Waiting on North Korea
ON FEB. 13, the North Korean government formally pledged to shut down in 60 days the nuclear reactor it has been using to produce plutonium for nuclear weapons, to accept the return of international inspectors to monitor the facility and to "discuss a list of all its nuclear programs" with the United States and the four other participants in the six-party talks. The agreement set up a concrete test of whether the regime of Kim Jong Il was prepared to give up its nuclear weapons program in exchange for economic aid and security guarantees.
Eighty-four days have passed since then -- and North Korea has fulfilled none of its pledges. In response, the Bush administration has remained largely silent, nursing the hope that Pyongyang will in the end comply. State Department officials say they still expect the Yongbyon reactor to be shut down, and we hope they're right. Still, it would be foolish for North Korea's negotiating partners not to take notice of how its behavior since Feb. 13 compares with the commitments it made.
Instead of shutting down its reactor or welcoming inspectors, North Korea has been focused entirely on extracting the maximum possible financial advantage from the United States. Alongside the Feb. 13 accord, the Bush administration said it would "resolve" the question of $25 million in North Korean funds that had been frozen in a Macau bank. The administration didn't say how it would resolve the matter; at the time, officials said they might be willing to release that part of the frozen funds that was not directly linked to criminal activities such as drug trafficking and counterfeiting of U.S. currency.
North Korea first made clear that it would take no action until the banking issue was settled by the unfreezing of its accounts. The administration conceded that. Then Pyongyang demanded all of its money back, including that linked to criminal activity. Again, the administration gave in; on April 10, it made all $25 million available for withdrawal. But that, too, failed to resolve the issue: Now the North is insisting that it be able to transfer the money to bank accounts in South Korea, Italy or Russia -- and thereby formally break the taboo the U.S. Treasury had managed to create on its use of the international banking system. Guess what? The Bush administration is once again going along.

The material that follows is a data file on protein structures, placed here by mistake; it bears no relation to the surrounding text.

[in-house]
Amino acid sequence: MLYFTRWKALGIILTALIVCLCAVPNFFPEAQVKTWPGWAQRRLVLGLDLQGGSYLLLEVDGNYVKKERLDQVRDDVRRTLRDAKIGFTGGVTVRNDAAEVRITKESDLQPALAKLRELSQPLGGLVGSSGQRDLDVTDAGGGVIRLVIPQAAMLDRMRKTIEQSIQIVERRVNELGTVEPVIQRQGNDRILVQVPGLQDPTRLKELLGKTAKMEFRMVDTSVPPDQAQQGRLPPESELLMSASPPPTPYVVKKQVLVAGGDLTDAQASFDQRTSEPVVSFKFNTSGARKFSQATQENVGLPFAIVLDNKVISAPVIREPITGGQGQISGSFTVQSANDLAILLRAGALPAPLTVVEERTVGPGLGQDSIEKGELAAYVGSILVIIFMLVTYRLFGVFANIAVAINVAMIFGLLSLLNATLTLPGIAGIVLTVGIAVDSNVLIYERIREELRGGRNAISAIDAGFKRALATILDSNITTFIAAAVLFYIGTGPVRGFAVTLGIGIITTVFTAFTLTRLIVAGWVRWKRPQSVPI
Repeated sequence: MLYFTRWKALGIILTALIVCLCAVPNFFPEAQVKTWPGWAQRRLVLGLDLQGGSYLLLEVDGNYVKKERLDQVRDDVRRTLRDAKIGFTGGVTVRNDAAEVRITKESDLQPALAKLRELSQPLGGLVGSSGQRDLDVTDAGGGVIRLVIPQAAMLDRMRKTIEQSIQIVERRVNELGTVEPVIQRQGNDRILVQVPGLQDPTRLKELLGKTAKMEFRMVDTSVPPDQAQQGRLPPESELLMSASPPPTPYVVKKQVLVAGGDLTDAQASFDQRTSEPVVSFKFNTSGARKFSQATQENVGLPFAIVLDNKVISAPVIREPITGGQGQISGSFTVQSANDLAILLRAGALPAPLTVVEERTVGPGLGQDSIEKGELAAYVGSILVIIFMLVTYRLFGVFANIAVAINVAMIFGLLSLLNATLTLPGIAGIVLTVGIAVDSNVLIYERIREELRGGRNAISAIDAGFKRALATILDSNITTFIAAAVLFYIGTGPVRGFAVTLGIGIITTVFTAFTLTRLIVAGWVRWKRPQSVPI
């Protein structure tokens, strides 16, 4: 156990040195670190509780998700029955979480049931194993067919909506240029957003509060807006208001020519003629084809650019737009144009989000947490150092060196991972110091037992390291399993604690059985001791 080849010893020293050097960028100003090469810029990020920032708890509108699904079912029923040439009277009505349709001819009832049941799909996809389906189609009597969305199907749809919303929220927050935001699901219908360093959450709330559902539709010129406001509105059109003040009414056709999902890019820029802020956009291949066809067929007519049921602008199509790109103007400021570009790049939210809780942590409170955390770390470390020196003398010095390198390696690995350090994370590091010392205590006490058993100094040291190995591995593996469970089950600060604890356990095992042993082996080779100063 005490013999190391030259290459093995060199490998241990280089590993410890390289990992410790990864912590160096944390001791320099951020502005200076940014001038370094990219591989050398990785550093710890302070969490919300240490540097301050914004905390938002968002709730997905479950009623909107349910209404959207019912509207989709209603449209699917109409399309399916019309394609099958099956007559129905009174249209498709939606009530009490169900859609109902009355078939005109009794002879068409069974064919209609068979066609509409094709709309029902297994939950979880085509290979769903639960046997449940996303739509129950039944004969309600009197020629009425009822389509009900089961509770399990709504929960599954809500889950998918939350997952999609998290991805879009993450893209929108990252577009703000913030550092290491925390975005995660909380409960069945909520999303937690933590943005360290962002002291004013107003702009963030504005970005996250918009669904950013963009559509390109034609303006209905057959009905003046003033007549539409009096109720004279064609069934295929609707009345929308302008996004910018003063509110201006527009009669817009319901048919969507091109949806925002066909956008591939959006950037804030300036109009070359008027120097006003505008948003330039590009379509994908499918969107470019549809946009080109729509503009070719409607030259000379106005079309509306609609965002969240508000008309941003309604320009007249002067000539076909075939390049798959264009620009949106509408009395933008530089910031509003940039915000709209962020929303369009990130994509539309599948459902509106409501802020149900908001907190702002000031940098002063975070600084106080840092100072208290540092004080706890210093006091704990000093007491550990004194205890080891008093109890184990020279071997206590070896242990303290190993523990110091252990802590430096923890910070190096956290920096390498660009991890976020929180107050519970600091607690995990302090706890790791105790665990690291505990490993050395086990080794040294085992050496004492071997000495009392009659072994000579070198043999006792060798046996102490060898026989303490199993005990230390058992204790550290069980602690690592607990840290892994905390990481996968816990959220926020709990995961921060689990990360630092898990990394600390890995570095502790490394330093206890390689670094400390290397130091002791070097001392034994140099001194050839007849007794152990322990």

Administration officials say all this, along with the breaking of the deadline by (so far) 24 days, will be worth it if the reactor is shut down. That's true. But it should be remembered that the commitments on which Pyongyang is currently in default are the first and easiest in what is supposed to be a three-stage process. As Secretary of State Condoleezza Rice noted in February, only if Kim Jong Il complied with the second stage -- by disclosing and disabling all nuclear facilities -- would it be possible to conclude that he had made a "strategic choice" to give up nuclear weapons. State Department negotiator Christopher Hill said last week that he still believed that that could happen by the end of this year. Again, we hope he's right. But so far, the record is this: In 84 days, North Korea has done nothing but extract concessions from the United States.